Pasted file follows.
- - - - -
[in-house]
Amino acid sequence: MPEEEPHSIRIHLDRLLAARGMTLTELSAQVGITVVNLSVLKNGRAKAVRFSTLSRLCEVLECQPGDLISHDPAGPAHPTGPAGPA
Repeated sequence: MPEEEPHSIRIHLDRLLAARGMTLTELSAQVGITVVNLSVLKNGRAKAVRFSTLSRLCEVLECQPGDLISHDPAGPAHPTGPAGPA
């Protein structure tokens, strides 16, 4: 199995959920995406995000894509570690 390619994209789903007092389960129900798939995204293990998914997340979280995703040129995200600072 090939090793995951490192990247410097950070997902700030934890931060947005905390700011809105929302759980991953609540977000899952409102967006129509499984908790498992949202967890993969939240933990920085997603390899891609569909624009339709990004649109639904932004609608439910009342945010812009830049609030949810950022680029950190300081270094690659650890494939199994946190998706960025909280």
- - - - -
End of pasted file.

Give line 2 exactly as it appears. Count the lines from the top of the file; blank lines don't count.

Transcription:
Amino acid sequence: MPEEEPHSIRIHLDRLLAARGMTLTELSAQVGITVVNLSVLKNGRAKAVRFSTLSRLCEVLECQPGDLISHDPAGPAHPTGPAGPA